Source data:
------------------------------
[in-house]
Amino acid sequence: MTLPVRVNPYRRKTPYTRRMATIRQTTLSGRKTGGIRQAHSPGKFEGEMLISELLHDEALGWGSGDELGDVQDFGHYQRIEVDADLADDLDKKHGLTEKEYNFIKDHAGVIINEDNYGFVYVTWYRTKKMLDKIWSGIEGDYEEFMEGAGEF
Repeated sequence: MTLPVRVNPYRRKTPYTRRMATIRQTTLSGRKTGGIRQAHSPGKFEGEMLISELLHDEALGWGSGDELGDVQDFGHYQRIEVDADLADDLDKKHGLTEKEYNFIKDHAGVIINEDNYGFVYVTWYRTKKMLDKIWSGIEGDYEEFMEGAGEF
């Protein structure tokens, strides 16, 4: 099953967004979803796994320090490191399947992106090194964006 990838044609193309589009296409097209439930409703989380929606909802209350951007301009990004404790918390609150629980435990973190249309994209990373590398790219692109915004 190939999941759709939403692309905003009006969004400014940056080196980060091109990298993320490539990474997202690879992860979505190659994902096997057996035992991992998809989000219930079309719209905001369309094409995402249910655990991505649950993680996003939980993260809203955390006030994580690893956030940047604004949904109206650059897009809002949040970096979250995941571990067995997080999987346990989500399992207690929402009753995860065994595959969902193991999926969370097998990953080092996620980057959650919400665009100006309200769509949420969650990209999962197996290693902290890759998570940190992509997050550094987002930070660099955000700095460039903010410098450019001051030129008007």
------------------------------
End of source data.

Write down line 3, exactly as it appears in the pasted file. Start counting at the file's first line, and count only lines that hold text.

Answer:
Repeated sequence: MTLPVRVNPYRRKTPYTRRMATIRQTTLSGRKTGGIRQAHSPGKFEGEMLISELLHDEALGWGSGDELGDVQDFGHYQRIEVDADLADDLDKKHGLTEKEYNFIKDHAGVIINEDNYGFVYVTWYRTKKMLDKIWSGIEGDYEEFMEGAGEF